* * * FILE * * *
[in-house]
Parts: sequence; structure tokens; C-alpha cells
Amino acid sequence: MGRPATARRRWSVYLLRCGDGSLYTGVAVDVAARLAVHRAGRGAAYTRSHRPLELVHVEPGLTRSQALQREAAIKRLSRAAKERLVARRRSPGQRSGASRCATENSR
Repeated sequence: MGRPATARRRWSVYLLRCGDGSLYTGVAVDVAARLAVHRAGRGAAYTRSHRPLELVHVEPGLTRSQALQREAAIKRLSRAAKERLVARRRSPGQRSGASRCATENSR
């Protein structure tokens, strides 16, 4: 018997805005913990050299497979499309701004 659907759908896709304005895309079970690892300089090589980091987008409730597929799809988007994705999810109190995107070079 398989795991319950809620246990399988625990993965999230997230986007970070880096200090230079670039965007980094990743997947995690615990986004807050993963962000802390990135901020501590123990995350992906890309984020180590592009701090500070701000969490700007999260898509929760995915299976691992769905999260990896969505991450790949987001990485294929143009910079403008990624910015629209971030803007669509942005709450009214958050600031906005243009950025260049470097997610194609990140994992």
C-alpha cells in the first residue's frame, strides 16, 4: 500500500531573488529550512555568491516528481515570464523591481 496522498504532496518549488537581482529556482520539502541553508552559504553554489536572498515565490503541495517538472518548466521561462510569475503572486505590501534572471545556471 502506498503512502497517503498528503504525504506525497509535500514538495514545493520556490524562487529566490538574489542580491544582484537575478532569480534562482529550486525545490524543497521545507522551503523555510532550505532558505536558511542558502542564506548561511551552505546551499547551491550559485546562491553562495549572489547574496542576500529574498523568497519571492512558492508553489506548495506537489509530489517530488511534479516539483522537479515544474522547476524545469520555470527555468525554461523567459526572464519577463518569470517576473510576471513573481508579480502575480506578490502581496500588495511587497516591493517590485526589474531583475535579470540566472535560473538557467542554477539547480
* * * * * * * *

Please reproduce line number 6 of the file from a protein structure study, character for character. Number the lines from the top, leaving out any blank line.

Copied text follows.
C-alpha cells in the first residue's frame, strides 16, 4: 500500500531573488529550512555568491516528481515570464523591481 496522498504532496518549488537581482529556482520539502541553508552559504553554489536572498515565490503541495517538472518548466521561462510569475503572486505590501534572471545556471 502506498503512502497517503498528503504525504506525497509535500514538495514545493520556490524562487529566490538574489542580491544582484537575478532569480534562482529550486525545490524543497521545507522551503523555510532550505532558505536558511542558502542564506548561511551552505546551499547551491550559485546562491553562495549572489547574496542576500529574498523568497519571492512558492508553489506548495506537489509530489517530488511534479516539483522537479515544474522547476524545469520555470527555468525554461523567459526572464519577463518569470517576473510576471513573481508579480502575480506578490502581496500588495511587497516591493517590485526589474531583475535579470540566472535560473538557467542554477539547480